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NEW MEDICAID HOME AND COMMUNITY- BASED SERVICES RULES SLTCO Dialogue Please call 800.768.2983 and use access code 5629525 to join The audio portion of.

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Presentation on theme: "NEW MEDICAID HOME AND COMMUNITY- BASED SERVICES RULES SLTCO Dialogue Please call 800.768.2983 and use access code 5629525 to join The audio portion of."— Presentation transcript:

1 NEW MEDICAID HOME AND COMMUNITY- BASED SERVICES RULES SLTCO Dialogue Please call and use access code to join The audio portion of today’s webinar

2 New Medicaid Home and Community-Based Services Rules Eric Carlson May 28,

3 The National Senior Citizens Law Center is a non-profit organization whose principal mission is to protect the rights of low-income older adults. Through advocacy, litigation, and the education and counseling of local advocates, we seek to ensure the health and economic security of those with limited income and resources, and access to the courts for all. For more information, visit our Web site at

4 Intent: Ensure that HCBS Truly Is Provided in Community Creates first-ever federal HCBS standards. Rule went into effect March 17, Applies to: 4 Section 1915 (c) waivers HCBS waivers Section 1915 (i) programs State-plan HCBS programs Section 1915(k) programs Community-First Choice Option

5 Rules Cover Residential and Non- Residential Settings CMS will issue guidance regarding application of rules to non-residential settings (e.g., day care centers). 5

6 STANDARDS FOR ALL HCBS SETTINGS 6

7 Core Standards Applying to All Types of HCBS Settings Integration with Community – Setting must support full access by the consumer to the community. Choice – Choice among setting options. Rights – Rights to privacy, dignity, respect, and freedom from coercion and restraint. Independence – Setting must optimize ability to make life choices and must facilitate choice regarding services and supports. 7

8 Exploratory Questions Help Guide Interpretation CMS: “Exploratory Questions to Assist States in Assessment of Residential Settings” – Integration: Do the individuals in the setting have access to public transportation? – Choice: Can the individual identify other providers who render services? – Rights: Are schedules of individuals for PT, OT, medications, diet, etc., posted in a public area for all to view? – Dignity: Does the staff talk to other staff about an individual as if the individual was not present or within earshot of other people in the setting ? 8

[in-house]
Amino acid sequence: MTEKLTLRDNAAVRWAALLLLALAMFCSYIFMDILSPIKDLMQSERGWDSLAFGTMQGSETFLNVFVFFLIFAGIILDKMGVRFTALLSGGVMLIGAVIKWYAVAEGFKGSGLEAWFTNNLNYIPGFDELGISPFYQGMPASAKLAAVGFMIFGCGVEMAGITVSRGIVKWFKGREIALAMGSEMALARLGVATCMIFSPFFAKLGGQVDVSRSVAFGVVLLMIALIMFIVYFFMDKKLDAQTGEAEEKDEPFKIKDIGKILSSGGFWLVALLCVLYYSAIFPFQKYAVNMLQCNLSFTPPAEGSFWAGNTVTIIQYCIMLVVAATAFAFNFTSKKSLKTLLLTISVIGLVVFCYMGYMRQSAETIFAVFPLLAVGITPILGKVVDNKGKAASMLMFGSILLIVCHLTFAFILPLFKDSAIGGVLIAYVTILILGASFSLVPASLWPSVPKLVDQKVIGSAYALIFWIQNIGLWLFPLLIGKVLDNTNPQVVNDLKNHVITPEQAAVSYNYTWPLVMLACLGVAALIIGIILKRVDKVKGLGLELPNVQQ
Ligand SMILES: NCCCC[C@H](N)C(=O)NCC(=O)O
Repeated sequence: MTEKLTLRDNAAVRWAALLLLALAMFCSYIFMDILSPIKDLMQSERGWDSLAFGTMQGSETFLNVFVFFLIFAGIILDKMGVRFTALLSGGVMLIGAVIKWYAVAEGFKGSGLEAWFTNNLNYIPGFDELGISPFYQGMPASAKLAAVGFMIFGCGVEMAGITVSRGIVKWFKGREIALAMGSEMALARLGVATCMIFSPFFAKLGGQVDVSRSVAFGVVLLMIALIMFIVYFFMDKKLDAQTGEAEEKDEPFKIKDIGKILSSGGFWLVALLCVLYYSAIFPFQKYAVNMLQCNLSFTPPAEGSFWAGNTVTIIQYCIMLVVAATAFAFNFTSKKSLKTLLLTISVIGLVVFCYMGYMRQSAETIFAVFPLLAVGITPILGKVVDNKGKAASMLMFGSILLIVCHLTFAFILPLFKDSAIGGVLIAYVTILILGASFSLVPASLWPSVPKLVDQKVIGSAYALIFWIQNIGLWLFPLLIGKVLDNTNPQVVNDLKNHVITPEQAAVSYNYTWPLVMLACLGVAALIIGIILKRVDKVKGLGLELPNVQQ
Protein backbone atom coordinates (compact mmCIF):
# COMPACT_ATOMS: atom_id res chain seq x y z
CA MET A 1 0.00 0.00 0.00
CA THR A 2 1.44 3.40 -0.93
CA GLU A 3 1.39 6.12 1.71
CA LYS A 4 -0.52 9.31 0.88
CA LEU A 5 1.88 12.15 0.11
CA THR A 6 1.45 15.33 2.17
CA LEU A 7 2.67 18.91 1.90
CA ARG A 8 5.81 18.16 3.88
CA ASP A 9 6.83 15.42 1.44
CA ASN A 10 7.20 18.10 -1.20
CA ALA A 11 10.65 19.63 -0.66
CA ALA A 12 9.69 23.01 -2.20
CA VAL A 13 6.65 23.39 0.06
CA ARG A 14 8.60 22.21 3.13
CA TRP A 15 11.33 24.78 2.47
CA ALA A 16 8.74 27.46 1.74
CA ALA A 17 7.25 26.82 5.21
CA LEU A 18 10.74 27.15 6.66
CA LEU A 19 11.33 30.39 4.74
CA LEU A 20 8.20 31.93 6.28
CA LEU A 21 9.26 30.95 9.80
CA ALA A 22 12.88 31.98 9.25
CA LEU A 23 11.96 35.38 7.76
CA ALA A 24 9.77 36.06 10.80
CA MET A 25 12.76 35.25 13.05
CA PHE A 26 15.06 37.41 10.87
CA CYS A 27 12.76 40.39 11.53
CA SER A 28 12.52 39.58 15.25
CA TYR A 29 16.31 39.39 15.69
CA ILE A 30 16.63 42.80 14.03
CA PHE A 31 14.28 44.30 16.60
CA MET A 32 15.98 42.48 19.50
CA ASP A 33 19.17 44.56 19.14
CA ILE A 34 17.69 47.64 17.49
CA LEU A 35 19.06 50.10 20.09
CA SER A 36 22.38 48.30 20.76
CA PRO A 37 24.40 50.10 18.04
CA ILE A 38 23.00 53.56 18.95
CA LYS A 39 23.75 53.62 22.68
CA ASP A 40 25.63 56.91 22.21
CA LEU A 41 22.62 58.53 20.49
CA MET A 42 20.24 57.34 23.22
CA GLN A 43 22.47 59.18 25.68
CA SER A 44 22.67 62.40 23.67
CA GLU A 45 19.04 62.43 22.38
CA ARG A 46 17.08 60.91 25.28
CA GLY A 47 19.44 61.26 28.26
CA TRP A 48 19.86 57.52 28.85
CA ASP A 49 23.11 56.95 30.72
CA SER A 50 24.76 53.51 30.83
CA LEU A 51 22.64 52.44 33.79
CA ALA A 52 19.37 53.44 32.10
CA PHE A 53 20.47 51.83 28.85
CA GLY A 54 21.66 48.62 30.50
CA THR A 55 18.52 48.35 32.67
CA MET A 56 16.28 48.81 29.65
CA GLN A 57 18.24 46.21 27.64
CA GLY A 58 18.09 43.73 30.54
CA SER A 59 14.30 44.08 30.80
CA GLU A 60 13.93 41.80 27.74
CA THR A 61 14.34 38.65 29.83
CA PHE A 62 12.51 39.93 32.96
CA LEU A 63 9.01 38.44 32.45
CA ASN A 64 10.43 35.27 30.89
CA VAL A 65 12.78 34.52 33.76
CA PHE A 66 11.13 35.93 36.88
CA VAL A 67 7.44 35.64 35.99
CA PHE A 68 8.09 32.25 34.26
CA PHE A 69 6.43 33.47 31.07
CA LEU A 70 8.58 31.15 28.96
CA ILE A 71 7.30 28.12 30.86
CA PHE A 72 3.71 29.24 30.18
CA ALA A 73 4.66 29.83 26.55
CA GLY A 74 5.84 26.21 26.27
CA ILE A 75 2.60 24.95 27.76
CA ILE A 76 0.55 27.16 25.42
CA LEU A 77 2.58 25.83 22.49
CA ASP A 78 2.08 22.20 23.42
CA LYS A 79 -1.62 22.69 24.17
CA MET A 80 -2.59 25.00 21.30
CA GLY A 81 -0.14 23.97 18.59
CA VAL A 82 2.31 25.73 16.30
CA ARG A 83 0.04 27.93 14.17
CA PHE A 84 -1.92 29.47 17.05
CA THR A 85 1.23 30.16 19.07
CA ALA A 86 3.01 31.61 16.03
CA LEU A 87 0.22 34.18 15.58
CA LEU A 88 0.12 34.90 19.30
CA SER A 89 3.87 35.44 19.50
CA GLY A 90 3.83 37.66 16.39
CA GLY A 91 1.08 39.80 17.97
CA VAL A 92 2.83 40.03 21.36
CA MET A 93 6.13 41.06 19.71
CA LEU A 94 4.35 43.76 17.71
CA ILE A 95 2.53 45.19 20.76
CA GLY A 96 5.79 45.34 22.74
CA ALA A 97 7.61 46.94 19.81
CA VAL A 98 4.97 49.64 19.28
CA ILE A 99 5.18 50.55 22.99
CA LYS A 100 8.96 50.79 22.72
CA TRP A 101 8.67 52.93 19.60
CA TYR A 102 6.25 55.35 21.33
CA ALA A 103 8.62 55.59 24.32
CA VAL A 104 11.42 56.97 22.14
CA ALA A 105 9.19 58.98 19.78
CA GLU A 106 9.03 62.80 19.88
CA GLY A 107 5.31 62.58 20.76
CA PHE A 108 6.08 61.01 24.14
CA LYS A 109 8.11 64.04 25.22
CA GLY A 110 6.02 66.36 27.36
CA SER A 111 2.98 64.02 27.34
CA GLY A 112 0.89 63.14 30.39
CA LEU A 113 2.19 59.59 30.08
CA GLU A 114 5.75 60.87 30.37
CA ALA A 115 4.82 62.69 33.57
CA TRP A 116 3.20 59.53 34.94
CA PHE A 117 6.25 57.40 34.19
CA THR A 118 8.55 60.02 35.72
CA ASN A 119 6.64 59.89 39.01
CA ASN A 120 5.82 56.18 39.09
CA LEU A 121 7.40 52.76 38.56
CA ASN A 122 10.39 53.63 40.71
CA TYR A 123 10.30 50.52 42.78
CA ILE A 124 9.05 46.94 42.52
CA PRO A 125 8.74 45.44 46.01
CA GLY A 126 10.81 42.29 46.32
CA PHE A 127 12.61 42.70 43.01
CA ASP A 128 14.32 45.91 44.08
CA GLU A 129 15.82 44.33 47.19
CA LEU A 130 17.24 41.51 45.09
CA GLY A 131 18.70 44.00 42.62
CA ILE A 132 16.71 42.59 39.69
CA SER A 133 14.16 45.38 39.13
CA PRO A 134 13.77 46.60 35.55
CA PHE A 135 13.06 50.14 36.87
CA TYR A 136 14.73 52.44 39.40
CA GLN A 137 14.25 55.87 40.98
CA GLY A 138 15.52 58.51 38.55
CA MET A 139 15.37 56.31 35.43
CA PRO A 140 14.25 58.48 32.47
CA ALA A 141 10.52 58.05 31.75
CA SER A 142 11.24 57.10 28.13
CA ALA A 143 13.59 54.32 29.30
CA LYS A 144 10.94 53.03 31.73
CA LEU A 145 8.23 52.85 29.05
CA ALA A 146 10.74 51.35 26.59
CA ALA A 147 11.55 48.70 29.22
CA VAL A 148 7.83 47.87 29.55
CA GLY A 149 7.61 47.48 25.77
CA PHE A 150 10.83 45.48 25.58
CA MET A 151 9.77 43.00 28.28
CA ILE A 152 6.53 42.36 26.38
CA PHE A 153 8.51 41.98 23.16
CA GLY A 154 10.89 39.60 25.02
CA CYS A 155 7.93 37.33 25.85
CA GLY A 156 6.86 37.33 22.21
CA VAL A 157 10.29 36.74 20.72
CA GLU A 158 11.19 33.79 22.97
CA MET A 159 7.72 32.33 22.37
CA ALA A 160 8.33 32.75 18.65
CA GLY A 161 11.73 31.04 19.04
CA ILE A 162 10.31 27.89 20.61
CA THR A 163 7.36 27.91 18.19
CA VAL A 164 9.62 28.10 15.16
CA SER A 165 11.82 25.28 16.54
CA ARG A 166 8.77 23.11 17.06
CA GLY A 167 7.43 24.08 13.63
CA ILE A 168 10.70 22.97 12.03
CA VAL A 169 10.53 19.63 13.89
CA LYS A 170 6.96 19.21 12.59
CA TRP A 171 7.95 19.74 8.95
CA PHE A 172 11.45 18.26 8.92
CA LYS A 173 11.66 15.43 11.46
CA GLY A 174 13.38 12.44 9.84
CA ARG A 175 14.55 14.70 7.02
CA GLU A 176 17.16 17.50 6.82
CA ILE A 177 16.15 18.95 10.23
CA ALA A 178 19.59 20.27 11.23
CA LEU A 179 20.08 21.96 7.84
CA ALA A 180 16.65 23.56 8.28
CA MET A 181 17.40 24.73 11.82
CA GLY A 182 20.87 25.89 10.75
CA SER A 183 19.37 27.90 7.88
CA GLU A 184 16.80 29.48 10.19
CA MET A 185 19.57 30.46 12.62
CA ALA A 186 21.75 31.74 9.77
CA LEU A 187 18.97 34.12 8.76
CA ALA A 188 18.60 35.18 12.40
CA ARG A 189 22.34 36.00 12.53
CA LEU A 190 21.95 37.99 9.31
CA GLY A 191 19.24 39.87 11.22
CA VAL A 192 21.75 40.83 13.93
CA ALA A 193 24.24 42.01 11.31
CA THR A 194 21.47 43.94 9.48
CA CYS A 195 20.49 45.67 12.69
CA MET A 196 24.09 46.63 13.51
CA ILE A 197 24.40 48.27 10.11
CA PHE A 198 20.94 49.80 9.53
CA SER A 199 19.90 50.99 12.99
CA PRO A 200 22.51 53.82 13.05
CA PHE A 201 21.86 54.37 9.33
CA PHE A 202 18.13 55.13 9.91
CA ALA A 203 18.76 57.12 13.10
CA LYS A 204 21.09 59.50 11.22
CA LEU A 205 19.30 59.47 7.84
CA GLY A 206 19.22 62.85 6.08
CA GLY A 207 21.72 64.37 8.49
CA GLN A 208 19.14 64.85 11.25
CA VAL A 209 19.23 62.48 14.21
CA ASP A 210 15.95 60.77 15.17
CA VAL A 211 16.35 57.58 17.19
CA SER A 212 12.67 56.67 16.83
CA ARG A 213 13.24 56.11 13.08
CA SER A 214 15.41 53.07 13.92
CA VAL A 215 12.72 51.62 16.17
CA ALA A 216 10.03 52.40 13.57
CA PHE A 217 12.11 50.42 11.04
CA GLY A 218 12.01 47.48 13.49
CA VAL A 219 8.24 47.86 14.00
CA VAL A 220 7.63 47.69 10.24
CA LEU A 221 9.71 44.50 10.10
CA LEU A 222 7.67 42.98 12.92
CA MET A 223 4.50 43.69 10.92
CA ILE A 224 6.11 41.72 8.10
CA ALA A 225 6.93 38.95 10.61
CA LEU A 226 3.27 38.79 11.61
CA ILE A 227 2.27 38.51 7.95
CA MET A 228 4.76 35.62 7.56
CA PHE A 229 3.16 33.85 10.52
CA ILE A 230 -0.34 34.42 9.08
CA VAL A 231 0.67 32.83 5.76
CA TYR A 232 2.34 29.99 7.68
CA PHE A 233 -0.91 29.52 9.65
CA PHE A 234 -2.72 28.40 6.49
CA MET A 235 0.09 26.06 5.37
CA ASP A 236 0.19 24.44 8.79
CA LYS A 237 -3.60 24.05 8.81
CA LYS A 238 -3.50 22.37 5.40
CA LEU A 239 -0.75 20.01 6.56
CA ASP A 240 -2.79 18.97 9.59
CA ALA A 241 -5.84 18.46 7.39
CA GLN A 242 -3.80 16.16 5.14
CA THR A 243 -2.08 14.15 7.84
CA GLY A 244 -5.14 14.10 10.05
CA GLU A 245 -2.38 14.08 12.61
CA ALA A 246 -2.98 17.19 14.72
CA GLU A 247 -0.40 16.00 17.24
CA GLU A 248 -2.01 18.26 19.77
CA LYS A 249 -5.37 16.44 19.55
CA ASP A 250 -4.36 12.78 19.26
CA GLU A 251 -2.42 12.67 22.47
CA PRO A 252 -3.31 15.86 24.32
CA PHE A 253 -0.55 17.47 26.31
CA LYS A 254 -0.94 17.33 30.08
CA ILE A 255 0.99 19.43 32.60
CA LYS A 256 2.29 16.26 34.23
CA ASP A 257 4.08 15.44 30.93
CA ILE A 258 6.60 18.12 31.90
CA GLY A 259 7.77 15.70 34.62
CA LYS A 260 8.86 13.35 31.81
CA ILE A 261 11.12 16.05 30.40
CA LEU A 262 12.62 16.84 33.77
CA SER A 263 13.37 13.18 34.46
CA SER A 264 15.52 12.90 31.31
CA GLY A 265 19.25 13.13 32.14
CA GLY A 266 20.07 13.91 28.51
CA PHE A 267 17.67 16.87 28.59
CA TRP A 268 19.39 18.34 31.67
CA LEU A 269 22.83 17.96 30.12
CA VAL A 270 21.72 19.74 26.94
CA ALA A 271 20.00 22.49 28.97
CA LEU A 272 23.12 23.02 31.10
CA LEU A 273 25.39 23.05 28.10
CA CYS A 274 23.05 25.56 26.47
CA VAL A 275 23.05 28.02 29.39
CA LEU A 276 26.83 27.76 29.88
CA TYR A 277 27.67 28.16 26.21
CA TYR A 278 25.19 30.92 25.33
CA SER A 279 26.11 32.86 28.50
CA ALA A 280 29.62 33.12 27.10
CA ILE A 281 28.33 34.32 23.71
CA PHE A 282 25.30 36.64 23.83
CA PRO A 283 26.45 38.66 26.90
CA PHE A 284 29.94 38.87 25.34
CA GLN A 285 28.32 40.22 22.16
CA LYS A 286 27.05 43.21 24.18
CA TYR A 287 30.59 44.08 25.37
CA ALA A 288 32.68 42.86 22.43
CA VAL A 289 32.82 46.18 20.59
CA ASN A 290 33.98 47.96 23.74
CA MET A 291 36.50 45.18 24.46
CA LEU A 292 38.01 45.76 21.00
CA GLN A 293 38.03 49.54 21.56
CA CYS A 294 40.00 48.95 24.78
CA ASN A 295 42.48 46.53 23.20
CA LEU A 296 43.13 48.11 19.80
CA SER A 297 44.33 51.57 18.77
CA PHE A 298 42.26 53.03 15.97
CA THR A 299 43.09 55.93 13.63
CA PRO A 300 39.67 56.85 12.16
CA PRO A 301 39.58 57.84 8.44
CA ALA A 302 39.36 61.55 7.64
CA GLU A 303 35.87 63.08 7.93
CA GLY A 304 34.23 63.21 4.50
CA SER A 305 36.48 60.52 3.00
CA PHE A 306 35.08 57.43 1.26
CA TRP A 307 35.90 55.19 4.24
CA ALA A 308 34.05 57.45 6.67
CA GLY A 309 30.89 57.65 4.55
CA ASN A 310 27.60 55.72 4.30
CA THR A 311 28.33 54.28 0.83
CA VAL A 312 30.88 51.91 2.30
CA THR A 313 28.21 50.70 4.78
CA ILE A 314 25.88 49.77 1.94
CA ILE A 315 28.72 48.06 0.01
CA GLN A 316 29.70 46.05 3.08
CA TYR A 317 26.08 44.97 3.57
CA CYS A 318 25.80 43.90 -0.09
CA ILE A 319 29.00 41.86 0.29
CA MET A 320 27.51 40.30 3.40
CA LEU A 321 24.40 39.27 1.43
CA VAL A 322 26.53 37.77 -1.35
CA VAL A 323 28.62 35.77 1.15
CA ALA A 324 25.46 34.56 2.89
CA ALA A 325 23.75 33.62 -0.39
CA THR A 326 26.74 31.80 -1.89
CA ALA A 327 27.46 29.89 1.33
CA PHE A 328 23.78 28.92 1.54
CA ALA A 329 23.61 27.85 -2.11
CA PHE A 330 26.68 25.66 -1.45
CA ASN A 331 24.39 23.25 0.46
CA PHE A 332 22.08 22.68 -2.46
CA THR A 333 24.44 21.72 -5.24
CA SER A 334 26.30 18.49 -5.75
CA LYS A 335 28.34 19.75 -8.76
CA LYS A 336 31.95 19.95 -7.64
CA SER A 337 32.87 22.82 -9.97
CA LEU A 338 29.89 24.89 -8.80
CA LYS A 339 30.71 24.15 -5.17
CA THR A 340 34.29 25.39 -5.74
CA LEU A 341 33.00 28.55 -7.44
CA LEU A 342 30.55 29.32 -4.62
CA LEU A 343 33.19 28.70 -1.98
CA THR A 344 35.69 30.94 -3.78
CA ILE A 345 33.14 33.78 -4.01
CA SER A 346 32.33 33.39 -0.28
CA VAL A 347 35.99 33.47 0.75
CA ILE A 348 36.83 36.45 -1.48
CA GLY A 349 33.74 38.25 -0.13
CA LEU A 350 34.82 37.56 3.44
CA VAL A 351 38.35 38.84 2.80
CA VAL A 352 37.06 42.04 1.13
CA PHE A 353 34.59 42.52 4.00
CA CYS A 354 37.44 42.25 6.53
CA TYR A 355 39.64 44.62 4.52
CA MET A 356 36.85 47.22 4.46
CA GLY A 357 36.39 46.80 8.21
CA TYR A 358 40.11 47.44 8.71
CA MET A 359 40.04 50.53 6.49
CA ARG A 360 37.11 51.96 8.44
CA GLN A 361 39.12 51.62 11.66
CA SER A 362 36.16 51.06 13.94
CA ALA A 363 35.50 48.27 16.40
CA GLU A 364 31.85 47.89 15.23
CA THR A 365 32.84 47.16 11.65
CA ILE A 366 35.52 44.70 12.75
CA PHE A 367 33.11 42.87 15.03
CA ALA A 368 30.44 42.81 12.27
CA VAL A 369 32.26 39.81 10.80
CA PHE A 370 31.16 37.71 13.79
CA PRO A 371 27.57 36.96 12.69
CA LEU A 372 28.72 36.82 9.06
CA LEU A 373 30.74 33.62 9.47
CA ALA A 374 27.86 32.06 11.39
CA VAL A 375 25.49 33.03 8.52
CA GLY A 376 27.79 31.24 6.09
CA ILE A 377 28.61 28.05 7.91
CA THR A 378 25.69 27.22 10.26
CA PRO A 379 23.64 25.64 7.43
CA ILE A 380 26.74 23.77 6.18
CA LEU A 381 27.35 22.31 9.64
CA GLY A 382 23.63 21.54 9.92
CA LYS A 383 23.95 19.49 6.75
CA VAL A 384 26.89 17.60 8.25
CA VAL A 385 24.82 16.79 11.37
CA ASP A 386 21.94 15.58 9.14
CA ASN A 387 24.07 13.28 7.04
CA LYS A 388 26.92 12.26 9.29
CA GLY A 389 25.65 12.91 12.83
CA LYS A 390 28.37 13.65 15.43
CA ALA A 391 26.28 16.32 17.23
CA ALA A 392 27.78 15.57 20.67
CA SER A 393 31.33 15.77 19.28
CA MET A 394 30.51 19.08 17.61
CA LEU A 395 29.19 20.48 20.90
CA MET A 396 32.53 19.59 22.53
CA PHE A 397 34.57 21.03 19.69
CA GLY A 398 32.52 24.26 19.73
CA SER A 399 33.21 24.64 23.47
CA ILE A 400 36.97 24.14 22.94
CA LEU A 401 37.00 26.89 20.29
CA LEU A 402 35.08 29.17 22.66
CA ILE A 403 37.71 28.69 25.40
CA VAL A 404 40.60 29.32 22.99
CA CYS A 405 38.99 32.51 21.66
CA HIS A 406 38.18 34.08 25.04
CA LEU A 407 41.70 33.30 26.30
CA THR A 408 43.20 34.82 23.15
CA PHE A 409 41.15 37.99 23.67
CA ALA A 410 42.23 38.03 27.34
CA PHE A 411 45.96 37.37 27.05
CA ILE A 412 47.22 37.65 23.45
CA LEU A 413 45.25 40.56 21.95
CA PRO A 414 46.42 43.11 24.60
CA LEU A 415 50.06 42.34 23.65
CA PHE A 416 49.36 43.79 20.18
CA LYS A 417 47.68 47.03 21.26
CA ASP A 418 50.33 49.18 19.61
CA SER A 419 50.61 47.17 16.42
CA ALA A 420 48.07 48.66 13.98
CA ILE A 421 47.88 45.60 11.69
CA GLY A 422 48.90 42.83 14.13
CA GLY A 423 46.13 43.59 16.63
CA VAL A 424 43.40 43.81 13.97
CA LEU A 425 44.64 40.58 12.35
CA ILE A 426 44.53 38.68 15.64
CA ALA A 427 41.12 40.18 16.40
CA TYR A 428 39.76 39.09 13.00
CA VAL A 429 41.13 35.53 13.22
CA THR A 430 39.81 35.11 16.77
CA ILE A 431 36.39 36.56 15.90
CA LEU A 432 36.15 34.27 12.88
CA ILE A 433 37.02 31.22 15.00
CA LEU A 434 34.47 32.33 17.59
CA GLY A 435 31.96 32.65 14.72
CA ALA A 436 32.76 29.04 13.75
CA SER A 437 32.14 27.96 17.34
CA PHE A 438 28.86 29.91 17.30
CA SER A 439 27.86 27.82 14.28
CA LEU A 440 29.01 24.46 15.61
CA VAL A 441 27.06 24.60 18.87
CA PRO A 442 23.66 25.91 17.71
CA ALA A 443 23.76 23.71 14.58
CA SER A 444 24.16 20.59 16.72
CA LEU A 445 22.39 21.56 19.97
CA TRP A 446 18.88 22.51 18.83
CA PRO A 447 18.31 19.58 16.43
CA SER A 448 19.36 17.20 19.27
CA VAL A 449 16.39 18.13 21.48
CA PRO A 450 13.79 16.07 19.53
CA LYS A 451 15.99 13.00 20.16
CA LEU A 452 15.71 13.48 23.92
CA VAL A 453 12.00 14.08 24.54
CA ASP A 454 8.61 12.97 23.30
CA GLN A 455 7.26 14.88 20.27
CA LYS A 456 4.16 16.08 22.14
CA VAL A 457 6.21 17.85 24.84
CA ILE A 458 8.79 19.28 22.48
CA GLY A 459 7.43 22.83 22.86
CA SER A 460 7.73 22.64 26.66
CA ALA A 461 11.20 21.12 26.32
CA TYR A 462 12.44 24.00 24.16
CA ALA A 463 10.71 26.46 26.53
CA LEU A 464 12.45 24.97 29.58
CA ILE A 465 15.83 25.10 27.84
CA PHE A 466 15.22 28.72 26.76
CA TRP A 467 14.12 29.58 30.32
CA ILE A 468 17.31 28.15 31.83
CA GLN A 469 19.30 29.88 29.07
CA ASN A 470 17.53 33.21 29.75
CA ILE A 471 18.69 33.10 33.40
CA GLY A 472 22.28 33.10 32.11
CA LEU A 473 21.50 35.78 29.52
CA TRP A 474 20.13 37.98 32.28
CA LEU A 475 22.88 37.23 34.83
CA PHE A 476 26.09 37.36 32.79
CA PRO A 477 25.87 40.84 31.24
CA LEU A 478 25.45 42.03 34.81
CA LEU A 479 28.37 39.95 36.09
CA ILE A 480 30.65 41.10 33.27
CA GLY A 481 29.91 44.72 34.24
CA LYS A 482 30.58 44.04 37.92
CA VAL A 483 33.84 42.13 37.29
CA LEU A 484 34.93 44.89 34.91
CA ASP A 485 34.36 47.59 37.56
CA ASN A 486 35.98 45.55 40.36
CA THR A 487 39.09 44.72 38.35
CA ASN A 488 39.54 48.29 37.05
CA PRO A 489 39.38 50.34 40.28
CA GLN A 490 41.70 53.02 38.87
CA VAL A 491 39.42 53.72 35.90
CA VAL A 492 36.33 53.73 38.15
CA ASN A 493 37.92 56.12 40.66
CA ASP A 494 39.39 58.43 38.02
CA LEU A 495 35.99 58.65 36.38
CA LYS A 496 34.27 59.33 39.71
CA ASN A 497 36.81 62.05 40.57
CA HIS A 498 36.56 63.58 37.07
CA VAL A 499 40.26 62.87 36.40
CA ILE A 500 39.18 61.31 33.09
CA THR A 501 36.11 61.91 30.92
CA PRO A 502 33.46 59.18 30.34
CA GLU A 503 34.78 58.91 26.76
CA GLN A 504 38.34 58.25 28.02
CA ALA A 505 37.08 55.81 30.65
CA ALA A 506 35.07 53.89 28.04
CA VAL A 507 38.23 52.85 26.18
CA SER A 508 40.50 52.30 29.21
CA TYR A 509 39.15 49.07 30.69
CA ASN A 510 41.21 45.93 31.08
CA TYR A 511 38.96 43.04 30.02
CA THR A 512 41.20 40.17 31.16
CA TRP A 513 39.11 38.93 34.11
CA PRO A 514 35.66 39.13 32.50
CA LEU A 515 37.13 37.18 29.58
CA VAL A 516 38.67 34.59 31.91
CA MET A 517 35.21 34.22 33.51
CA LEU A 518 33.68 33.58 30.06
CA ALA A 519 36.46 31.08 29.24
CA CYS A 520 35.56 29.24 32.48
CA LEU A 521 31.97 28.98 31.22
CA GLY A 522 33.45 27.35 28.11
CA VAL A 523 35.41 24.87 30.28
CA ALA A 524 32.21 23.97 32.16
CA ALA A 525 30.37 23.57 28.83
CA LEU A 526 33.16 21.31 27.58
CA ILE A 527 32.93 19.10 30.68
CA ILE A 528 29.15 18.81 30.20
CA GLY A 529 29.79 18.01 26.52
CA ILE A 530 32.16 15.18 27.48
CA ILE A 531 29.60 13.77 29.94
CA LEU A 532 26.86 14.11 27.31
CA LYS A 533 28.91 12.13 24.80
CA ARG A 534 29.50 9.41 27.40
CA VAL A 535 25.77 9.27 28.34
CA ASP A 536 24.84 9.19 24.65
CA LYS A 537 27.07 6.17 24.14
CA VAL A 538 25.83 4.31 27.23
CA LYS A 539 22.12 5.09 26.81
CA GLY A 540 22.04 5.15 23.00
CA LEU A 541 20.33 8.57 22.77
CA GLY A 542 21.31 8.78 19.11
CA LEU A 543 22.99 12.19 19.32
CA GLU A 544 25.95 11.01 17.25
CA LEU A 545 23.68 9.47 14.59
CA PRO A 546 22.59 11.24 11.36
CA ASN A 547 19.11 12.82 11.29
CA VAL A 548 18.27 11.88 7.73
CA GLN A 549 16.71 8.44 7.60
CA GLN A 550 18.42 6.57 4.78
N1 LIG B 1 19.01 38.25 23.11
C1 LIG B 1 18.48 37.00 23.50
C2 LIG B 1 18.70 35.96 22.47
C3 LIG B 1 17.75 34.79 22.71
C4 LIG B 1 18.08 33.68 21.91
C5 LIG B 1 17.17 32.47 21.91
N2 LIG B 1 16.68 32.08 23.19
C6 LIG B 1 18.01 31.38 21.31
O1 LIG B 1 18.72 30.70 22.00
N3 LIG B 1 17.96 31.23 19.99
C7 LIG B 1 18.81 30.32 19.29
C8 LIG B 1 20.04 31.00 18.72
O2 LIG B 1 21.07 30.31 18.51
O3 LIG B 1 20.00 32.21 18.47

9 STANDARDS FOR RESIDENTIAL CARE FACILITIES 9

10 Provider-Controlled Residential Settings, i.e., LTC Facilities Additional standards must be met: – Protection from eviction – Privacy rights – Freedom of choice – Right to receive visitors – Physical accessibility 10

11 Protection Against Eviction Lease or other written agreement for specific living unit. Protections against eviction at least as strong as state landlord-tenant law. 11

12 Privacy Rights Lockable entrance doors. Keys held by “appropriate staff.” Choice of roommates (where applicable). – Consumer can choose private occupancy, but choice can be restricted by financial consideration, such as Medicaid’s income allocation. 12

13 Freedom of Choice Furnish and decorate unit. Control schedule and activities. Access to food at any time. – 24 hours a day – More than just snacks 13

14 Right to Accept Visitors Any visitor the consumer chooses. Any time of day, including overnight. – Within limits of lease, to prevent situation where “visitor” essentially moves in. 14

15 Modification of Rights in Service Plan Must first attempt alternative strategies. Specific assessed need must be included in service plan. Informed consent of consumer. Periodic review to determine if modification still necessary. 15

16 QUALIFICATION AS AN HCBS SETTING 16

17 Institutions Disqualified Nursing facilities Hospitals Institutions for mental diseases Intermediate care facilities for persons with intellectual disabilities 17

18 Also Disqualified: Locations with Qualities of Institutional Setting Presumed to have institutional qualities if: – In building with facility providing inpatient institutional. – On the grounds of, or adjacent to public institution. – “[A]ny other setting that has the effect of isolating individuals receiving Medicaid HCBS from the broader community of individuals not receiving Medicaid HCBS.” 18